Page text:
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  • Writer's pictureThe San Juan Daily Star

Gloom and boom: Fund managers’ top picks for 2023

King Dollar’s reign is (finally) coming to an end, bonds are rising and emerging markets are rising again, these are just some of the trades international money managers are betting on in 2023.

Skyrocketing inflation and the global underbelly of nearly 300 rate hikes by central banks over the past 12 months put the focus firmly on how badly economies are now collapsing, and whether that is forcing the Federal Reserve and Co to change course.

The dollar index, which measures the greenback’s performance against major peers, gained more than 15% from January to November 2022, when the Fed aggressively hiked rates.

The Fed remains aggressive, but markets are testing its resolve. Joe Little, global chief strategist at HSBC Asset Management, tips the dollar index to fall more than 10% in 2023 “based on a spike in inflation and a policy change from the Fed.”

The yen could also be a driving force after the Bank of Japan delivered a belated surprise by abruptly changing the yield curve control program it has used to keep rates close to zero.

Investors see Chinese stocks as a comeback story after a torrid few years, aided by an easing of COVID-19 restrictions, a renewed focus on economic growth and a strengthening of the battered real estate market.

With COVID deaths rising again, uncertainty remains, but enthusiasm is undoubtedly there for a reopening that will ultimately also boost Asian capital markets and deal closing.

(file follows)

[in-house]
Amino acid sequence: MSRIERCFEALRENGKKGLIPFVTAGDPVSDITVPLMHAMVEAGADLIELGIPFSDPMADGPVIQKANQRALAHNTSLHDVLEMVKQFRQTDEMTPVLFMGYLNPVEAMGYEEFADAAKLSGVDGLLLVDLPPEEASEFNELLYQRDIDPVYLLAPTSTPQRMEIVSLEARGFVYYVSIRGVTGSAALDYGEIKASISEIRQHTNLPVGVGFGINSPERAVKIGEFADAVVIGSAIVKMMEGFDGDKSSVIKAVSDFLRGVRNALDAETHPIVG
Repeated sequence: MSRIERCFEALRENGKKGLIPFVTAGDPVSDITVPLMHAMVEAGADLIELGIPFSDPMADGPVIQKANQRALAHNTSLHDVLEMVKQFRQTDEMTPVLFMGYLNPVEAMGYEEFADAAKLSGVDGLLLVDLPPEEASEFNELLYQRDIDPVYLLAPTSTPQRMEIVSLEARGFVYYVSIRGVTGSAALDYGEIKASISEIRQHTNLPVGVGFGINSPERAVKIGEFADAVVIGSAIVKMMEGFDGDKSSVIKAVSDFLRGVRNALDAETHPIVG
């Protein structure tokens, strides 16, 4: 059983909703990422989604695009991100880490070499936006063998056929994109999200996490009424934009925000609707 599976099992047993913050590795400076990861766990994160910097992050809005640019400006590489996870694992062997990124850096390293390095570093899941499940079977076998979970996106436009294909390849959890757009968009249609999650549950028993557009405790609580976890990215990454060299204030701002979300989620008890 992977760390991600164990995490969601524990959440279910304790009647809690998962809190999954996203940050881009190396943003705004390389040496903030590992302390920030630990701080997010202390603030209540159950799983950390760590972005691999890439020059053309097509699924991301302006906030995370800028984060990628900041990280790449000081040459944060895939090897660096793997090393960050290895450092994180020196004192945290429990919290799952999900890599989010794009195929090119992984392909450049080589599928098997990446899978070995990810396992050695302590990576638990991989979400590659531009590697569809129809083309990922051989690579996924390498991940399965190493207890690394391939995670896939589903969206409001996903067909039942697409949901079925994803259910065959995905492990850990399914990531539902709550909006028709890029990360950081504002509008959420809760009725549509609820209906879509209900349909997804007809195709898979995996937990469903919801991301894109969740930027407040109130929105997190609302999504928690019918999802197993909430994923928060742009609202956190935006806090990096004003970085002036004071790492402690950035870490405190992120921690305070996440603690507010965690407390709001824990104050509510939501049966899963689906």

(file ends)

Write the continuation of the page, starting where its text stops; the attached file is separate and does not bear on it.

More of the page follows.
MSCI’s China Index (.dMICN00000PUS) gained nearly 40% from November to mid-December, but more is possible. BNP Paribas thinks travel, domestic consumption and technology stocks can rise further and has upgraded China to “overweight” in its 2023 model portfolio, which includes stocks like Tencent (0700.HK) and

Whisper it, but emerging market (EM) bulls are back after 2022 delivered some of the biggest losses ever.

With the caveat that global interest rates stabilize, China eases COVID restrictions and nuclear war is averted, UBS estimates EM stocks (.MSCIEF) and fixed income indices could earn between 8 and 15% in 2023 based on total efficiency.

A “bullish” Morgan Stanley expects a return of nearly 17% on emerging market local currency debt. Credit Suisse is particularly into hard currency debt and DoubleLine’s Jeffrey Gundlach, dubbed the “bond king,” has emerging market equities as his top pick.

Performance after previous prices underlines this wave of optimism. MSCI’s EM stock index rose 64% in 1999, after the Asian financial crisis, and 75% in 2009. Emerging market hard currency debt also rebounded by as much as 30% after the global financial crisis eased by 12% decreased.

After the worst year ever for bond investors, many are seeing a turnaround.

Inflation – the bond market’s nemesis as it drives up rates and erodes yields – looks likely to moderate this year as recessions begin to itch.

Economists polled by Reuters expect headline US inflation to slow to 3.1% by the end of 2023. Valentine Ainouz, fixed income strategist at the Amundi Institute, predicts that the 10-year US Treasury yield will reach 3.5% by the end of 2023, compared to the current 3.88%.

Joost van Leenders, senior strategist at Van Lanschot Kempen, bought Treasuries in August with the expectation that “inflation will decrease as economic growth slows”. He remained wary of eurozone bonds as the European Central Bank withdraws from the market and raises interest rates.

Equity investors hope that a V-shaped year for the global economy will see equities comfortably higher.

JP Morgan strategists predict “market turmoil and economic downturn” to begin with, but then a better second half if the Fed finally decides to “turn.”

Hani Redha, portfolio manager at PineBridge Investments, expects some more downward moves for US equities before bottoming out sometime in the first half of 2023, while Royal London Asset Management’s Trevor Greetham thinks it could take longer.

“I wouldn’t be surprised if it’s time to buy stocks in a year or a little longer,” he said.

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